START DATE: 12-22-12
RACKING DATE: 12-28-12
COLD CRASH DATE: 12-29-12 until 1-19-13
BOTTLING DATE: 1-19-13
Fermentation Temp: 60 F
ABV: about 6.25-6.45%
Final pH (after back-sweetening): 3.51
3 Kroger brand frozen apple juice concentrate used per gallon batch and the added water was poured from a Britta filter to fill each jug up to 1 gallon.
1 crushed Campden tablet was added 24 hours prior to adding nutrients, pectin enzyme, acid blend, tannin, and pitching yeast to help inoculate any bacteria and yeast present in the frozen concentrate or water.
1/8 tsp of tannin was added per gallon (to add a crisp flavor that it lacks due to using frozen concentrate)
1 tsp of Fermax Yeast Nutrient was added per gallon (to help feed the yeast)
½ tsp of pectin enzyme was added per gallon (to help clear the pectin protein out of suspension in the cider)
¾ tsp Acid Blend was added per gallon (to boost the acidity level since it is frozen concentrate)
On 12-22-12 ¾ tsp Safale US-05 yeast was pitched per gallon
Cold Crashed for three weeks. At beginning of cold crash I opened up 4 tea bags, dumped out the tea leaves, and filled them with .1 oz of Czech Saaz hops with an AA of 3%. I sanitized them in some star san solution first and then I steeped 3 of the carboys for 4 days. The other one carboy I steeped for the entire duration of the cold crash because I accidentally ripped the tea bag open when trying to take it out at day 4 and the hops fell inside.
I back-sweetened with Kroger brand apple juice concentrate that had been treated with campden tablet 24 hours before. I also racked the concentrate into a clean jug in case the concentrate had any sediment. When I racked the cider into the bottling bucket I stirred up tiny bit of yeast on the bottom so I could make sure yeast would be available for bottle carbing. I was afraid that after cold-crashing for three weeks there may not be any yeast in suspension...
I used 12 oz soda bottles so I can roughly test the carbonation so I know when I need to bottle pasteurize.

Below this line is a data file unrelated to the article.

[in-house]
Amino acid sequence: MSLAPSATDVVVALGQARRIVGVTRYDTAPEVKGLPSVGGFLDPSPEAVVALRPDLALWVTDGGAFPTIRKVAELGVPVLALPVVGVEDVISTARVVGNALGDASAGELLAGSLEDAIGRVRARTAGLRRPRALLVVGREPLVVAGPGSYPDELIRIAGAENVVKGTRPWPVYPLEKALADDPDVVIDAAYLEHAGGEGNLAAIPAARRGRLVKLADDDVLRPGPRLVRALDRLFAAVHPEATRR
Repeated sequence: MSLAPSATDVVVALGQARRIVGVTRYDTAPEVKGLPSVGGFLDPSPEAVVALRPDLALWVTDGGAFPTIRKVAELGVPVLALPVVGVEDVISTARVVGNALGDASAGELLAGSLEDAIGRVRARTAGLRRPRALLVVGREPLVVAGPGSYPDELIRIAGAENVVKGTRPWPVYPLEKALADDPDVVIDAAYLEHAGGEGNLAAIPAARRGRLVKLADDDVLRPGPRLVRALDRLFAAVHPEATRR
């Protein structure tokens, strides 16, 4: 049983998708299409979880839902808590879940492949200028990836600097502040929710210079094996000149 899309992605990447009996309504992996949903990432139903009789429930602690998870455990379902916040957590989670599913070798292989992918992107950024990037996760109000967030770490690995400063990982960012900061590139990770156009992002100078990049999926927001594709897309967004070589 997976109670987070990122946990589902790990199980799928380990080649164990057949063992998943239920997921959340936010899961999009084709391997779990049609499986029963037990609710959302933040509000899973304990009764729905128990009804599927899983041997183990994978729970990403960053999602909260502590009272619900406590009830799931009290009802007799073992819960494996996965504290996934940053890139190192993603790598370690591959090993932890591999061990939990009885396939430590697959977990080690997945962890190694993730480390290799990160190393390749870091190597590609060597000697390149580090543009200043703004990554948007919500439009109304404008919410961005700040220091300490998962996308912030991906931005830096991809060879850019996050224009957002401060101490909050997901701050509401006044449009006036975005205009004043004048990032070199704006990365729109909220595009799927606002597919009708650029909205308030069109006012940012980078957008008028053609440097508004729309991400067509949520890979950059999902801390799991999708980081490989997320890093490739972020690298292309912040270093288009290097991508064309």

Overall the cider retained a LOT of the original apple flavor (at least compared to the Red Star wine and champagne yeasts I've used). The taste was very clean and I didn't taste andy sour or odd off flavors. The cider was VERY clear when bottling but I would hope so after cold-crashing for so long.
The tea bags worked great for keeping the hops out of the cider. Dry hopping the cider for four days seemed to be perfect. The four day hop batch had a nice hoppy/apple smell and the bitterness of the hops was complimentary to the semi-sweet cider. However, the one carboy with the tea bag that broke open was full of hops and did not clear well. Also dry hopping the cider for three weeks seemed to be too much. That batch had a very bitter hoppy taste and it overpowered the cider. I am hoping that the hops will dissipate in the coming months.
The lightly toasted American oak chips that had been steeping for 3 weeks in Bacardi Oakheart Rum had steeped a lot of the oak flavor and had a nice dark brown hue to it. I added this rum to each kind of cider for oak taste. The oak added an interesting flavor...especially when combined with the hops. I could taste sever different flavors in the cider and each flavor seemed to hit at different points in the tasting.
Now the carbonation, bottle pasteurization, and aging process begins
I will post details in months to come...